A few years ago, I left a job, a relationship, and an apartment all in the same month. One, the job, came to a natural ending; I set off to begin my full-time freelance life. The other two endings were far more abrupt, and both were related to gender-based violence.
I’m a food, sex, and mental health writer. I cover how inequality affects our ability to meet our emotional, physical, and cultural needs, and I offer readers practical advice on thriving in an unjust world. Yet in 2019, I found myself sorely in need of my own byline’s wisdom: nursing a broken heart while frantically trying to pitch my way to a new apartment.
The experience illuminated the instability of freelancing as a field — many of us are just one dropped client or project away from housing insecurity. But it also revealed that this instability affects us differently based on our identities. Female and transgender freelancers, especially women and trans folks of color, make less money than our male colleagues. Due to racist discrimination, freelancers of color of all genders receive fewer opportunities for advancement than their white peers.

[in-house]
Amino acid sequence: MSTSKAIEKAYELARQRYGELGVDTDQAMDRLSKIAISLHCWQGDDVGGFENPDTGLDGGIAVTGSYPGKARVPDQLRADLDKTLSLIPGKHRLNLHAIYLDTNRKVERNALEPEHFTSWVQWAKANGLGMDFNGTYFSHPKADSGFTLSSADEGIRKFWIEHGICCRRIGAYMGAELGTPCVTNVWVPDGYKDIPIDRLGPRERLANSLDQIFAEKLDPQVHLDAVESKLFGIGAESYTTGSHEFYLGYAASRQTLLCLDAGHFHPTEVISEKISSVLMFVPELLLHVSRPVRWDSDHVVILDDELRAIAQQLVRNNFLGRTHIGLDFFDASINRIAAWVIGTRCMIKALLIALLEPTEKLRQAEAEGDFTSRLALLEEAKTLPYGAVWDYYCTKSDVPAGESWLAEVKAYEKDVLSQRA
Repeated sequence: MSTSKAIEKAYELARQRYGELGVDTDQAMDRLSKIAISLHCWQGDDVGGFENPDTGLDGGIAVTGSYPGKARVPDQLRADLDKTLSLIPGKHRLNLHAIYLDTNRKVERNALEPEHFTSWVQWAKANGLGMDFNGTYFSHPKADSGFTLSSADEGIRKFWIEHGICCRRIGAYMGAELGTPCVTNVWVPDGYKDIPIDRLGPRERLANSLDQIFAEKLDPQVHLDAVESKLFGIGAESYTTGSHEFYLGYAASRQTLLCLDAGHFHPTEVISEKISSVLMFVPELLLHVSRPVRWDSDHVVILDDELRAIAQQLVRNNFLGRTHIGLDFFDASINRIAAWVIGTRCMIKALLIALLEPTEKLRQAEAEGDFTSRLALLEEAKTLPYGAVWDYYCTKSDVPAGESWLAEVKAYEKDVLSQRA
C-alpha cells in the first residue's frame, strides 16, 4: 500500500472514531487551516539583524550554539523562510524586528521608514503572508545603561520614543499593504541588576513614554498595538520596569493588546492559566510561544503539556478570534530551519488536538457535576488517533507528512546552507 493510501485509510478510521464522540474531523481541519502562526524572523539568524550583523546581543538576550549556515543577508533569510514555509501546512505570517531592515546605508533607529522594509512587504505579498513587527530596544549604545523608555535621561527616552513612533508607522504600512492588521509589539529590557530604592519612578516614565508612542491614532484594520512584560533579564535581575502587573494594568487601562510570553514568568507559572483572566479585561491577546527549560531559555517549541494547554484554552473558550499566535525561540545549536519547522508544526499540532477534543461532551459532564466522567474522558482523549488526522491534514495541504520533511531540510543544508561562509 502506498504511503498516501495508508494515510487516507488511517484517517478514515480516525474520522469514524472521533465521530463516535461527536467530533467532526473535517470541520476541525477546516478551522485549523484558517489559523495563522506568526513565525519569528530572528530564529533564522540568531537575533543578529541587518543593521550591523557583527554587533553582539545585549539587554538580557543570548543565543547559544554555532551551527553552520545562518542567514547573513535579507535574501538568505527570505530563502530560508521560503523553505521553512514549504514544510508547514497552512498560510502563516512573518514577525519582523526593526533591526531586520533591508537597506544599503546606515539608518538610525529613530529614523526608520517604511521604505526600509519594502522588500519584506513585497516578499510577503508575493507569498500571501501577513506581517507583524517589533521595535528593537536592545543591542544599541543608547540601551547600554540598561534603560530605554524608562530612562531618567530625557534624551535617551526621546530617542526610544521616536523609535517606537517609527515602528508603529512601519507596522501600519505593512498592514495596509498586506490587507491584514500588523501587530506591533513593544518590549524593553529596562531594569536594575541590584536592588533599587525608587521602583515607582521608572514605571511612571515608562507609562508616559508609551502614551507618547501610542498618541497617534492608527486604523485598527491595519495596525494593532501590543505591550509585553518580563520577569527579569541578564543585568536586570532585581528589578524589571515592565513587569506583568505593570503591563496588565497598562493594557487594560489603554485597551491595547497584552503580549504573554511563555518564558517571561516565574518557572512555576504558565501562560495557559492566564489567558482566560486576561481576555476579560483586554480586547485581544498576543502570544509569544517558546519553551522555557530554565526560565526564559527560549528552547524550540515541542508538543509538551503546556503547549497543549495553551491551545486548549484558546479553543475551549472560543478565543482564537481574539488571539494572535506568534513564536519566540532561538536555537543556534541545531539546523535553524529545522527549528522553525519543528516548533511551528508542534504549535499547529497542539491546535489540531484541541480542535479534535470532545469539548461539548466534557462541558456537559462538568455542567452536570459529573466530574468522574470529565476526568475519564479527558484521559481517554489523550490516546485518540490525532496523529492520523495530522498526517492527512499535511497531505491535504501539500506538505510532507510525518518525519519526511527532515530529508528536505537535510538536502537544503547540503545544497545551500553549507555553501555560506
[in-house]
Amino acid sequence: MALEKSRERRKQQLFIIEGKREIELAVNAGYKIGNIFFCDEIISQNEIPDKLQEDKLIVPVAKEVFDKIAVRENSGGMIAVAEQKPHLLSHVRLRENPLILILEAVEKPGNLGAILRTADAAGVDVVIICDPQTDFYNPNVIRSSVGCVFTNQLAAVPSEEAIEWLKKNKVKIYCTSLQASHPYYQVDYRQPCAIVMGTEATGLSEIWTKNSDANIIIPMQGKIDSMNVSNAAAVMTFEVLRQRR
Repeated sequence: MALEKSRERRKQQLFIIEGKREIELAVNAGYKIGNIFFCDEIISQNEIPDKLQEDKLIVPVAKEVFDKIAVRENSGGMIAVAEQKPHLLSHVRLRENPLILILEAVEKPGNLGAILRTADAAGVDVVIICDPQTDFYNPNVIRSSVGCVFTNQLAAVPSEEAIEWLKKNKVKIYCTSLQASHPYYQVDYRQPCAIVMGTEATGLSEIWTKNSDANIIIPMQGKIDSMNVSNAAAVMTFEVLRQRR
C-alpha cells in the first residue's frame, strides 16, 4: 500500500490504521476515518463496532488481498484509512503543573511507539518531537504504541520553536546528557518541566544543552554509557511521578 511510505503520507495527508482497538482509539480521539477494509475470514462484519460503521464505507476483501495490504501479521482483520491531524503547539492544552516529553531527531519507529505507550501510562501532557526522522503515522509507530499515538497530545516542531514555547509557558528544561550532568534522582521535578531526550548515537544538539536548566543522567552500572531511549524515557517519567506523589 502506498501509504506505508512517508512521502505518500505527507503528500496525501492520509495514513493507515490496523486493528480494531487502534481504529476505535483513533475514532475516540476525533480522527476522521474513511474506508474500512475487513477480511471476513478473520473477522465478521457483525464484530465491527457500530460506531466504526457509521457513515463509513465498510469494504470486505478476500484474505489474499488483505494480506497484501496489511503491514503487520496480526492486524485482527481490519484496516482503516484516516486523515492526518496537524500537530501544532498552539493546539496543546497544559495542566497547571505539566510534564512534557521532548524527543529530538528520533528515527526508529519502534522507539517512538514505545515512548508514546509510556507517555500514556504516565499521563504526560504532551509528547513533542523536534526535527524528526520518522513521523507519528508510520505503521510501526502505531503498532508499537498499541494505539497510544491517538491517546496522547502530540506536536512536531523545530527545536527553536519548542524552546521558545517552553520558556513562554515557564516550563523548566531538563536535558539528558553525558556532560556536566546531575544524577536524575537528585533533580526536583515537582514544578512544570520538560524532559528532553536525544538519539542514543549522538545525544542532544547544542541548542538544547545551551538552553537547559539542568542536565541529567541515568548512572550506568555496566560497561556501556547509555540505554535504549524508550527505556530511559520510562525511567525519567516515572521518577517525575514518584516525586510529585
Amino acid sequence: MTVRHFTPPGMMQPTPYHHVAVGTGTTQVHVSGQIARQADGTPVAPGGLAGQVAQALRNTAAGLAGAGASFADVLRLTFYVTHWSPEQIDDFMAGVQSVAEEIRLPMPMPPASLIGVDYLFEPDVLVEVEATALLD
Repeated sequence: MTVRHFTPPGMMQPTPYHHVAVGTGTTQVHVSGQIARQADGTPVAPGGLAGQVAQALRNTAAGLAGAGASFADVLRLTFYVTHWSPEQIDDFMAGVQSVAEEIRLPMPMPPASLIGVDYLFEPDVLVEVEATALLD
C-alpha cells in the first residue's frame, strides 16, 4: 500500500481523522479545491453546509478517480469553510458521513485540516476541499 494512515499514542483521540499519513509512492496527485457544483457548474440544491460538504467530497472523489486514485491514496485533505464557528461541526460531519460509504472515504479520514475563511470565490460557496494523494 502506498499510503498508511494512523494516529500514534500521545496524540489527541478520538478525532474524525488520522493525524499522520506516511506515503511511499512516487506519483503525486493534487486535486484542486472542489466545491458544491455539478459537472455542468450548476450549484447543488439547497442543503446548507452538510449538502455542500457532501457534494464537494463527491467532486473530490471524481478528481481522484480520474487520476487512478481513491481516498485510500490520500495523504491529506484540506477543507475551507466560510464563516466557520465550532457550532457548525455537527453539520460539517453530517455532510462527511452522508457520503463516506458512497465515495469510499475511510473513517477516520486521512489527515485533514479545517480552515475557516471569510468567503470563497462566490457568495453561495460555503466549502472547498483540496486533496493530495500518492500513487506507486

Those of us at the intersections of multiple oppressions are particularly vulnerable to gender-based violence. Experiencing sexual and intimate partner violence makes us more likely to experience homelessness, mental illness, and unemployment. At the same time, financial instability makes us more vulnerable to victimization. As freelancers, we may also be more likely to rely on partners for health insurance or material support during dry spells, making it harder to leave a harmful relationship. That’s part of why universal healthcare and housing are so important.
When I began my own journey as an independent journalist, I realized that the connection between freelancing and intimate relationships could be more positive. I got my sea legs as a freelancer the same time that I was learning to date in a healthier way. The skills I needed for each were uncannily similar. I learned to ask for what I need, to value myself, and to set boundaries. When I started declining gigs that didn’t match my goals, I found myself better able to say no to dates who didn’t respect me. When I started clearly asking for what I wanted in relationships, I found it easier to set work rates that honored my time.
As it turns out, both freelancing and dating are an act of placing a bet on ourselves— a vote of confidence that we’ve got our own backs, and that the world is abundant enough for us all to thrive in. I want to share some of those core skills, as well as how they can help us become more confident in our work and intimate relationships.
Read more at the Freelancers Union Blog. Featured image: Brad Neathery, Unsplash.